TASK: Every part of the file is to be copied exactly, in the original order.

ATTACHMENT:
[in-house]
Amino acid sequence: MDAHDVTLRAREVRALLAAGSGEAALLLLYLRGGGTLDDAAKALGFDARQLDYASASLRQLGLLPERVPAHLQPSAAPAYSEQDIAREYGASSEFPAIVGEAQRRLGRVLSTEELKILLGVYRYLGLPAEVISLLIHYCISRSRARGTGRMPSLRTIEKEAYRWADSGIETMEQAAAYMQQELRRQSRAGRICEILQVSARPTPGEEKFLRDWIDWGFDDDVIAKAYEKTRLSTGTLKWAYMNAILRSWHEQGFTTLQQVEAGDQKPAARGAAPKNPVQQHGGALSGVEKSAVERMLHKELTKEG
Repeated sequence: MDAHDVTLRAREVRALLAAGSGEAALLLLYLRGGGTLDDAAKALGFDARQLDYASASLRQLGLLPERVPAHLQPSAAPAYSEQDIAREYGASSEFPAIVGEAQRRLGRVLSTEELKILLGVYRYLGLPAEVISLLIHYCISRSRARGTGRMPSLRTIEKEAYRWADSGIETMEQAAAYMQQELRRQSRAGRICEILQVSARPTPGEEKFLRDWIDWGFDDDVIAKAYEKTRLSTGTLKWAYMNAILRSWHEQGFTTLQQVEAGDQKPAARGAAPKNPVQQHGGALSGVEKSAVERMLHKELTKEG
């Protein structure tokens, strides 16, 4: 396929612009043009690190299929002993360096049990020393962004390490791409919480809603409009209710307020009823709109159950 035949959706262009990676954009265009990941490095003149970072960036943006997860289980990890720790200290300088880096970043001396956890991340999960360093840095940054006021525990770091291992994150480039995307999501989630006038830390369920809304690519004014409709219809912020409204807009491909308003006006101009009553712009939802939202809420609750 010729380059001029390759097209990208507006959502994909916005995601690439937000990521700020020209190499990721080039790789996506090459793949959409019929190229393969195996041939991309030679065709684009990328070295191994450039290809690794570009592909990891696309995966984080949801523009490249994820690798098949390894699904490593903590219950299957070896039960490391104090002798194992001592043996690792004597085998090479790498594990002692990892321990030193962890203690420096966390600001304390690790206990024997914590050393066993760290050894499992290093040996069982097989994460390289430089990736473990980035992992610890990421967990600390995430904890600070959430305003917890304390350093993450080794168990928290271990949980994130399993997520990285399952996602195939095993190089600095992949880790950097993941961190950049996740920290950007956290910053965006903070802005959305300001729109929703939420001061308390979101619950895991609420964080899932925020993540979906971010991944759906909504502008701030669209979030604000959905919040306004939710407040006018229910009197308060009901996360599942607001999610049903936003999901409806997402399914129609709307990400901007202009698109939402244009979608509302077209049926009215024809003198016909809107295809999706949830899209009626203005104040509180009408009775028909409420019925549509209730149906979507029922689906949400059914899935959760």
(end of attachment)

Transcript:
[in-house]
Amino acid sequence: MDAHDVTLRAREVRALLAAGSGEAALLLLYLRGGGTLDDAAKALGFDARQLDYASASLRQLGLLPERVPAHLQPSAAPAYSEQDIAREYGASSEFPAIVGEAQRRLGRVLSTEELKILLGVYRYLGLPAEVISLLIHYCISRSRARGTGRMPSLRTIEKEAYRWADSGIETMEQAAAYMQQELRRQSRAGRICEILQVSARPTPGEEKFLRDWIDWGFDDDVIAKAYEKTRLSTGTLKWAYMNAILRSWHEQGFTTLQQVEAGDQKPAARGAAPKNPVQQHGGALSGVEKSAVERMLHKELTKEG
Repeated sequence: MDAHDVTLRAREVRALLAAGSGEAALLLLYLRGGGTLDDAAKALGFDARQLDYASASLRQLGLLPERVPAHLQPSAAPAYSEQDIAREYGASSEFPAIVGEAQRRLGRVLSTEELKILLGVYRYLGLPAEVISLLIHYCISRSRARGTGRMPSLRTIEKEAYRWADSGIETMEQAAAYMQQELRRQSRAGRICEILQVSARPTPGEEKFLRDWIDWGFDDDVIAKAYEKTRLSTGTLKWAYMNAILRSWHEQGFTTLQQVEAGDQKPAARGAAPKNPVQQHGGALSGVEKSAVERMLHKELTKEG
């Protein structure tokens, strides 16, 4: 396929612009043009690190299929002993360096049990020393962004390490791409919480809603409009209710307020009823709109159950 035949959706262009990676954009265009990941490095003149970072960036943006997860289980990890720790200290300088880096970043001396956890991340999960360093840095940054006021525990770091291992994150480039995307999501989630006038830390369920809304690519004014409709219809912020409204807009491909308003006006101009009553712009939802939202809420609750 010729380059001029390759097209990208507006959502994909916005995601690439937000990521700020020209190499990721080039790789996506090459793949959409019929190229393969195996041939991309030679065709684009990328070295191994450039290809690794570009592909990891696309995966984080949801523009490249994820690798098949390894699904490593903590219950299957070896039960490391104090002798194992001592043996690792004597085998090479790498594990002692990892321990030193962890203690420096966390600001304390690790206990024997914590050393066993760290050894499992290093040996069982097989994460390289430089990736473990980035992992610890990421967990600390995430904890600070959430305003917890304390350093993450080794168990928290271990949980994130399993997520990285399952996602195939095993190089600095992949880790950097993941961190950049996740920290950007956290910053965006903070802005959305300001729109929703939420001061308390979101619950895991609420964080899932925020993540979906971010991944759906909504502008701030669209979030604000959905919040306004939710407040006018229910009197308060009901996360599942607001999610049903936003999901409806997402399914129609709307990400901007202009698109939402244009979608509302077209049926009215024809003198016909809107295809999706949830899209009626203005104040509180009408009775028909409420019925549509209730149906979507029922689906949400059914899935959760």